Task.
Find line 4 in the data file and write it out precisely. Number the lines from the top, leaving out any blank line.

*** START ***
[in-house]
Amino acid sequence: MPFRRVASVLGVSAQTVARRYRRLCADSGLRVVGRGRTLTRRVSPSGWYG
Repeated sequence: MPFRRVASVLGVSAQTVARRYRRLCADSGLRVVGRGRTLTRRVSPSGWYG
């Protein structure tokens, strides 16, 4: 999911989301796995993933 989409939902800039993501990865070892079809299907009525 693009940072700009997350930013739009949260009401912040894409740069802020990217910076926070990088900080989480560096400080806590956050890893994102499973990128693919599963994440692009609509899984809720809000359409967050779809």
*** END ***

């Protein structure tokens, strides 16, 4: 999911989301796995993933 989409939902800039993501990865070892079809299907009525 693009940072700009997350930013739009949260009401912040894409740069802020990217910076926070990088900080989480560096400080806590956050890893994102499973990128693919599963994440692009609509899984809720809000359409967050779809």